Under this ruling virtually all commercial pesticide application to, over, and around waterways require National Pollutant Discharge Elimination System permits.

NPDES permits allow for citizens to comment on plans to apply pesticides and to demand oversight by regulatory agencies. Agencies have to evaluate the effects of individual pesticide applications on fish and wildlife, monitor the amount of pesticide that goes into U.S. waterways and monitor the cumulative impact on aquatic organisms.

Charlie Tebbutt Eugene-based the lead attorney on the case said, “The decision in National Cotton Council v. EPA was a clear victory for clean water and human health.”
But the joint public hearing was being conducted “to consider reducing the regulatory burdens posed by National Cotton Council v. EPA (6th Cir. 2009) and to review related draft legislation,” according to the Federal Register.

The meeting was made up of the Subcommittee on Nutrition and Horticulture, Committee on Agriculture; and the Subcommittee on Water Resources and Environment, of the Committee on Transportation and Infrastructure. The hearing was called to discuss H.R. 6273, a bill that amend the Federal Insecticide, Fungicide, and Rodenticide Act (FIFRA) to exempt the application of pesticides from certain permit requirements under the Federal Water Pollution Control Act.

No witnesses against the legislation were slated to participate.

Rep. Peter DeFazio said:

I have always been very concerned about our water and have fought for clean water protections. While I serve on the Transportation and Infrastructure Committee, I do not serve on this subcommittee. The Republicans are in the majority and are in control of the witness lists. I have always attempted to place knowledgeable experts to testify on issues before the subcommittees on which I serve. When Democrats were in the majority, we attempted to balance witness lists and apparently the Republicans do not intend to follow this precedent.

At the hearing, Congressman Timothy H. Bishop, ranking member of the Subcommittee on Water Resources and Environment said, “Unfortunately, the process used in scheduling this hearing, and on honoring the minority’s request to have witnesses attend the hearing, seem inconsistent with both the letter and the spirit of our Committee rules, and with the better traditions of the Subcommittee on Water Resources and Environment.”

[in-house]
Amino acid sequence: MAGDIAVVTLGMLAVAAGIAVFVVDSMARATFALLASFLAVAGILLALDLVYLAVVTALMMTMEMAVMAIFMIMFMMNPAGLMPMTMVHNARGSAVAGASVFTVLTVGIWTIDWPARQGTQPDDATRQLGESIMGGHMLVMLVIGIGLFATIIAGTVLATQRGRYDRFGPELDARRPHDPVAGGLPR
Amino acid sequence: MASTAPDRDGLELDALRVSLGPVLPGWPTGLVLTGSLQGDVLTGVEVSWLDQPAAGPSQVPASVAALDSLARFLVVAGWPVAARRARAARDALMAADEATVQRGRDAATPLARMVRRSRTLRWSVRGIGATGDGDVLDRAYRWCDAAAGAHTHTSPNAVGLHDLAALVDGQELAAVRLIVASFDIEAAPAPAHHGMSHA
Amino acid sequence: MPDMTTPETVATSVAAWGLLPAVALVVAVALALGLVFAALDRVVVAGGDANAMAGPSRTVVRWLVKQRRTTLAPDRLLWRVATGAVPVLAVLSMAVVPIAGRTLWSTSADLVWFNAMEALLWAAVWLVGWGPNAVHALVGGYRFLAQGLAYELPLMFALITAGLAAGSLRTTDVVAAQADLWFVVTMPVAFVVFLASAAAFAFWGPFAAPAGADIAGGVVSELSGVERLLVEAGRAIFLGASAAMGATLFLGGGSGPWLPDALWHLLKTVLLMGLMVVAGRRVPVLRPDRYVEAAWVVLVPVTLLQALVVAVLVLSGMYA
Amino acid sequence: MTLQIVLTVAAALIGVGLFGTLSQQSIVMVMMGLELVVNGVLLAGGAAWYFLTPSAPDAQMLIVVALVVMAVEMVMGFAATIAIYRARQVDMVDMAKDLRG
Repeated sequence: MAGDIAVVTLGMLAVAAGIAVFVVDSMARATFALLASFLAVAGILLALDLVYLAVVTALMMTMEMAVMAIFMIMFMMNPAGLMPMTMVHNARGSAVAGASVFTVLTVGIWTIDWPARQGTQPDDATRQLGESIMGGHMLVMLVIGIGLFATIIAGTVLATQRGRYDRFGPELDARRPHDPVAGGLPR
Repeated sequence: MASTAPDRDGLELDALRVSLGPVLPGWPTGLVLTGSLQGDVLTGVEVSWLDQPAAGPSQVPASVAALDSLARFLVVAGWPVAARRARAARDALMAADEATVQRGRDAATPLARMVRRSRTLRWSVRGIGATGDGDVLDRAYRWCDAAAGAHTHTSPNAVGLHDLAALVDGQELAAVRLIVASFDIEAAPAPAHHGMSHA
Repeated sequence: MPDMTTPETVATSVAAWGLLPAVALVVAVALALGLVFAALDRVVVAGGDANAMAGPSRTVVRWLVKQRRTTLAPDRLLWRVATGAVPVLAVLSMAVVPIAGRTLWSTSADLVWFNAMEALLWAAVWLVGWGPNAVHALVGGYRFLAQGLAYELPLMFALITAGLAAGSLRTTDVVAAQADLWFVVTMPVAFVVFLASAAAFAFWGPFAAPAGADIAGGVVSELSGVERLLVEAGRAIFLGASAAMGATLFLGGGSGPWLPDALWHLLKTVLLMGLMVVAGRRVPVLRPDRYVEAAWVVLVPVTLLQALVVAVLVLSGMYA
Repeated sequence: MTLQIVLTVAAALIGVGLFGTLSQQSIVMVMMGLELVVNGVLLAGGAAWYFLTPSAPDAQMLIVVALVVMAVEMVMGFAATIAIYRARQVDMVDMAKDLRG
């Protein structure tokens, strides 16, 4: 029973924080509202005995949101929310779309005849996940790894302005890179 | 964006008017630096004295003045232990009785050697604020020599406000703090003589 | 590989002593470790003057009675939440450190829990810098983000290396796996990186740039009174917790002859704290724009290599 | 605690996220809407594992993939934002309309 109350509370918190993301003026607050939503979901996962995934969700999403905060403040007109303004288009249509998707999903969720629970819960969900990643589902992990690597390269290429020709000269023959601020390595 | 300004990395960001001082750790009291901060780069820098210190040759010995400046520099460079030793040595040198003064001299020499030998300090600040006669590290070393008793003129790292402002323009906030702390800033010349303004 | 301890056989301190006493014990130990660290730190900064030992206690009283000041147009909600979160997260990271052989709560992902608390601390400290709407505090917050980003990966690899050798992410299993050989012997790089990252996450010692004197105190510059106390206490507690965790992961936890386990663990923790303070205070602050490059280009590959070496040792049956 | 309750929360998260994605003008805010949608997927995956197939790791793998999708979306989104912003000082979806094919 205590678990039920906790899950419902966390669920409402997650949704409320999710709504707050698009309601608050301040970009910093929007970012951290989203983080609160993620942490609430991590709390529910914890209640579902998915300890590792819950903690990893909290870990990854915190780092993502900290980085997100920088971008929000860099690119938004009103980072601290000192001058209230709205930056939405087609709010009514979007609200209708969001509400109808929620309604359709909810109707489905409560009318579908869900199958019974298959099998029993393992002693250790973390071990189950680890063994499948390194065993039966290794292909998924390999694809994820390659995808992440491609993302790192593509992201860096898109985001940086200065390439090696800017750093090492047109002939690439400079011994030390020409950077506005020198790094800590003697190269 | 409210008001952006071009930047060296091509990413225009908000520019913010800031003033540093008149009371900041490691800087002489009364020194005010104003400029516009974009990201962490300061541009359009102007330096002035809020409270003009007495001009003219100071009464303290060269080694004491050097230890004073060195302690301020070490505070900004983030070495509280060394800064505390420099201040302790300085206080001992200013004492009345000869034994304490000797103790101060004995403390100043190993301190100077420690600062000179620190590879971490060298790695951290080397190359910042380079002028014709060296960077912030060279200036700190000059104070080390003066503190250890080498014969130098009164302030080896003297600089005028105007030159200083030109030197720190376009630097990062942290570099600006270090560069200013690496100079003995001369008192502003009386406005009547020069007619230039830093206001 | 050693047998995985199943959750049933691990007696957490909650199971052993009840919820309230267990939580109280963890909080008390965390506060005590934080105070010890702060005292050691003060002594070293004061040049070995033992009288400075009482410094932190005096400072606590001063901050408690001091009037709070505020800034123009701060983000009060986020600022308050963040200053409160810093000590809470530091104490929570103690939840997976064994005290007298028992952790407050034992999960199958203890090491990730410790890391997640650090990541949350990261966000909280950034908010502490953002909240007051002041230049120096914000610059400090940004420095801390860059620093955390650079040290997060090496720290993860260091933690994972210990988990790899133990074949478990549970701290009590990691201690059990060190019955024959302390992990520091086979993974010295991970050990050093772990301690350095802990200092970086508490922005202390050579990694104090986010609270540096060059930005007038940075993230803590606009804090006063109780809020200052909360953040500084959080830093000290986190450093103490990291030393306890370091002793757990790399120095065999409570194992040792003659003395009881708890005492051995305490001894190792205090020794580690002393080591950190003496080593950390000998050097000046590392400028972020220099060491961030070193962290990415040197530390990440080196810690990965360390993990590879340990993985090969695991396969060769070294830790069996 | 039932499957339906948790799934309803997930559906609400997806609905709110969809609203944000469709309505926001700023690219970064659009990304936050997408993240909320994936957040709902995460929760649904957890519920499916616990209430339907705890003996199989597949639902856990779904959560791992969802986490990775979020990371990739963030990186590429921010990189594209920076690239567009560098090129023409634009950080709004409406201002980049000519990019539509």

He continued, “From the title of today’s hearing, it seems apparent that members would like to discuss the implications of exempting pesticide application from the permitting requirements of the Clean Water Act — an issue which should fall squarely in the jurisdiction of the Committee on Transportation and Infrastructure.

Yet, the lack of opposing views on the witness panel hinders our ability to even discuss the very issue that members are struggling to understand.”

After concerns of the lack of minority (Democrat) input were voiced, Charlie Tebbutt was given five days to submit a written statement for the record, and the U.S. Geological Survey circular on “Pesticides in the Nation’s Streams and Ground Water” was made part of the formal hearing record.

If I was a duck, I would just fly away when the earthquake hit, but that's just me.

Übermarketing: when you have an ad to promote your upcoming ad.

From Wieden+Kennedy Portland, the Old Spice guy is back.

And in case somehow you missed what the fuss is all about and Isaiah Mustafa, "the man your man could smell like":

FDA recalls Toxic Waste brand Nuclear Sludge barstoxicsludge

Really the recall itself says it all.


Did you miss getting your heart warmed by the crowd singing along to the national anthem? No problem, here it is. Viral video of the week (month, whatever).